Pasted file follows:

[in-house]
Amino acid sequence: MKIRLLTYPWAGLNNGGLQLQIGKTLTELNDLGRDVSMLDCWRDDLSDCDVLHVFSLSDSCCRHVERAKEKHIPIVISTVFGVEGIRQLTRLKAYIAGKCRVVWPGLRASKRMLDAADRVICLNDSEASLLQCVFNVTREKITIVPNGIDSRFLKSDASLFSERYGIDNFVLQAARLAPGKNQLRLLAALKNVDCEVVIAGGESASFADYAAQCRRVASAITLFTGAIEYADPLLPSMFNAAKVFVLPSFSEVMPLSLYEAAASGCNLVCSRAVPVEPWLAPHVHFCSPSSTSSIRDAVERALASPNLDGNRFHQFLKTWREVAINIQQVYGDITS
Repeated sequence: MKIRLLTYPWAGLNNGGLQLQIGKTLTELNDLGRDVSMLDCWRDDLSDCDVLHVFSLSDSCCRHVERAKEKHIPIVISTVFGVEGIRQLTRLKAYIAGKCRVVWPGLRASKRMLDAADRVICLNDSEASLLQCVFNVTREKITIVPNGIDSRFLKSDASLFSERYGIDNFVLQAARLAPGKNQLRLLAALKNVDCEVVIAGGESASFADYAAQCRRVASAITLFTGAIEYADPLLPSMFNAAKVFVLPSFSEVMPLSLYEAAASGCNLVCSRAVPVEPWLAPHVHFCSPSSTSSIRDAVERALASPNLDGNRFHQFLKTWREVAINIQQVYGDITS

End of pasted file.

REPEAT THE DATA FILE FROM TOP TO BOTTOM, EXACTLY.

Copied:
[in-house]
Amino acid sequence: MKIRLLTYPWAGLNNGGLQLQIGKTLTELNDLGRDVSMLDCWRDDLSDCDVLHVFSLSDSCCRHVERAKEKHIPIVISTVFGVEGIRQLTRLKAYIAGKCRVVWPGLRASKRMLDAADRVICLNDSEASLLQCVFNVTREKITIVPNGIDSRFLKSDASLFSERYGIDNFVLQAARLAPGKNQLRLLAALKNVDCEVVIAGGESASFADYAAQCRRVASAITLFTGAIEYADPLLPSMFNAAKVFVLPSFSEVMPLSLYEAAASGCNLVCSRAVPVEPWLAPHVHFCSPSSTSSIRDAVERALASPNLDGNRFHQFLKTWREVAINIQQVYGDITS
Repeated sequence: MKIRLLTYPWAGLNNGGLQLQIGKTLTELNDLGRDVSMLDCWRDDLSDCDVLHVFSLSDSCCRHVERAKEKHIPIVISTVFGVEGIRQLTRLKAYIAGKCRVVWPGLRASKRMLDAADRVICLNDSEASLLQCVFNVTREKITIVPNGIDSRFLKSDASLFSERYGIDNFVLQAARLAPGKNQLRLLAALKNVDCEVVIAGGESASFADYAAQCRRVASAITLFTGAIEYADPLLPSMFNAAKVFVLPSFSEVMPLSLYEAAASGCNLVCSRAVPVEPWLAPHVHFCSPSSTSSIRDAVERALASPNLDGNRFHQFLKTWREVAINIQQVYGDITS